Toughing Out Those Dry Spells


Woke up this morning feeling great.  I’ve got a game show in play and some EP possibilities on the horizon after a pretty tough stretch, which inspired me to write the following post to Facebook this morning.

Remember, the entertainment business is no cake walk.

The older I get, the more I realize that everything’s transitional. Wild periods of success and struggle come and go no matter what you do or how you plan for them.

Here’s my story — and there’s a moral to it and loads of good stuff and gratitude on the other side, so don’t get bogged down with the little bit of bum-outage in the middle part of this thing.

Two years ago, I was three years and five seasons into a hit show as its Co-EP when an executive shuffle at network led to a discussion of “refreshing” the series, which ultimately resulted in me getting the axe. Every major exec (SVP and above) at the production company I worked for had moved to other opportunities elsewhere over the three years I’d been there, so it wasn’t a huge surprise when the new topper didn’t go to bat for me over the network’s ask — we’d barely had the chance to work together. She replaced me and while I really stewed about what had happened for a long time, I tried hard to just take it on the chin and move forward.

As I’d been counting on returning to the show and hadn’t made much effort to network elsewhere for three years, Spring and Summer of 2013 were lean. I managed to get by with a series of smaller jobs including the first season of Hollywood Game Night (a wonderful experience), finally landing another Co-EP seat when an old friend called and asked me to come work for him on a new docu-series. As sometimes happens with bold, unusual concepts, the show struggled to find a tone acceptable to the network and the friend that had brought me on began to plan his exit from the company for another opportunity.

Christmas came, and I went home for our extended two-week unpaid holiday break. Just before our return, I was asked if I could wait another week to come back as the company considered its course of action with the troubled project. That extra week became another, then another, and I was finally let go more than a month after I’d last set foot in the office while someone else was brought in to replace me and given the latitude to execute the position effectively.

I was crushed. Twice in under one year, I’d been let go from a show. Prior to that, I’d never been fired in the 27 years since I’d first taken a job making pizzas at 16.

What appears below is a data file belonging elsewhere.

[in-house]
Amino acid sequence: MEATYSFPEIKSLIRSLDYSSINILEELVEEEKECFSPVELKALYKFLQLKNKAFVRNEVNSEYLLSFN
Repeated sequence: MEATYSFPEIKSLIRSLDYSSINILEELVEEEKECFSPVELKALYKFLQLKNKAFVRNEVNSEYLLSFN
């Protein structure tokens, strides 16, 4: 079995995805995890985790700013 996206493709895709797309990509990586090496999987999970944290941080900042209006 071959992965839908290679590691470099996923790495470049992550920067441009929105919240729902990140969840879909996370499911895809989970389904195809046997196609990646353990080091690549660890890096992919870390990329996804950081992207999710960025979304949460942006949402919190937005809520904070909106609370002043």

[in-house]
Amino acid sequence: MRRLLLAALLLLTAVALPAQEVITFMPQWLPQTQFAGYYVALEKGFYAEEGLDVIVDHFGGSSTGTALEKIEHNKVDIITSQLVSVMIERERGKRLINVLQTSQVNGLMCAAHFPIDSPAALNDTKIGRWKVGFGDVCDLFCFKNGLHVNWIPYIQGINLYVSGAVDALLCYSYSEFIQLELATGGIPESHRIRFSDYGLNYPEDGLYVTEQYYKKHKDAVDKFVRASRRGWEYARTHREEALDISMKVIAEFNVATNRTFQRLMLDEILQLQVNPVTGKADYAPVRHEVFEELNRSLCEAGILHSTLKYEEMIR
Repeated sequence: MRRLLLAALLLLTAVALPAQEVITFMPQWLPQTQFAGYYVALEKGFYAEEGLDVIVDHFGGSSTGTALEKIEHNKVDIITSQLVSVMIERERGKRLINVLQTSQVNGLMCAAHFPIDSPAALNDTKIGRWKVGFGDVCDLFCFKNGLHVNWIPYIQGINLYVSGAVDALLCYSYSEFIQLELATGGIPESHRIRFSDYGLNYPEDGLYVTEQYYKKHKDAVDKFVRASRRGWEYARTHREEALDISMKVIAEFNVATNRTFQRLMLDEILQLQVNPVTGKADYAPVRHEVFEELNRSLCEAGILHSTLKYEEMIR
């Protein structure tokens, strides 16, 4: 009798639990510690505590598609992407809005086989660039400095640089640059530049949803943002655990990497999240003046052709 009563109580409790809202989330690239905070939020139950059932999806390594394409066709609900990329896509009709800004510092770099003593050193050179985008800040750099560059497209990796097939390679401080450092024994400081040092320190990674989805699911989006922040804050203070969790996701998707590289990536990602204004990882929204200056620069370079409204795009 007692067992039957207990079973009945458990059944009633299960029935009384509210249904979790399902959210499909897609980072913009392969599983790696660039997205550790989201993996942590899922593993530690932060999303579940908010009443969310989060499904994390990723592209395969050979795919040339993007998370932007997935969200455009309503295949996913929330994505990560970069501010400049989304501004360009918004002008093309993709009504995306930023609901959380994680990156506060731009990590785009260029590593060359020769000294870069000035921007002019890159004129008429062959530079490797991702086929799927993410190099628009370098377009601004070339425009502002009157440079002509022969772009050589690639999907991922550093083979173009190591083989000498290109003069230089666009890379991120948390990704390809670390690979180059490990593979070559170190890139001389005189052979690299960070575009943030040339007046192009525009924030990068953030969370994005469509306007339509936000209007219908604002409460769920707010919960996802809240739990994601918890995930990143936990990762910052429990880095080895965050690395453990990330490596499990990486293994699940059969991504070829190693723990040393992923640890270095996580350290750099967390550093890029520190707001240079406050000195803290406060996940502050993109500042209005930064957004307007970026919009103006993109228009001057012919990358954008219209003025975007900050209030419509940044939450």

For whatever reason, I didn’t land anywhere for the entire first half of the year…. another first, as I usually roll from one job right into the next. I went six months without a paycheck (having declined January offers in the period while I waited for the series to tell me what my return date that never came would be), and finally wound up going to work for someone who once worked for me when he got a well-earned break on a new series. I had a great time with him and his post team, comprised of many of the people who had been with me on the hit show that cut me loose in 2013. The end result was terrific, even if I had fallen down the ladder a bit.

From there, I rejoined Dancing With the Stars, which just ended its 19th season around Thanksgiving. I hadn’t been there since season 3, so the whole experience felt like a high school reunion. Once again, my direct supervisor was someone who had once been on one of my story teams, and I had wonderful time.

As 2014 draws to a close, I still struggle with the financial and emotional ramifications of the six-figure and sometimes humiliating torpedoing I took in 2013/14, but I do think it’s made me more appreciative of the alignment of circumstances that led me to the successes I had enjoyed up until then and those I’ll enjoy in the future. My work ethic remains solid, and I know who I am and what I can do.

The lectures (most recently London, LA, Tel Aviv) and consults continue, and one of the main points of every one-on-one discussion I have with clients and students is that it’s important to understand what a crapshoot this business is. The important things are to work hard, be likable, and to develop a thick skin, like the one these past two years have granted me.

I am encouraged, and I feel stronger moving forward. The period where I felt as if a career has to progress logically and on some sort of fixed upswing is gone. The period where I expected loyalty has passed without me feeling as if I should give up my loyalties to others. I am absolutely beat to hell, but I’m still here and God save me, I still like what I do.

Adversity passes. Your responsibilities in life are to stay alive, to learn, and to be accountable to yourself.

Here’s to all of us in 2015.

By realitytvtroy

Coming Attractions: Live vs Live-to-Tape


You’ve heard me say that no reality show airs in real time the way something falls through a lens, but live shows… live shows are a whole different ball of wax.  DANCING WITH THE STARS, save for its produced packages, is as live as they come.  Ditto most live reality competition shows, like our competitor, THE VOICE and shows like AMERICAN IDOL and SO YOU THINK YOU CAN DANCE.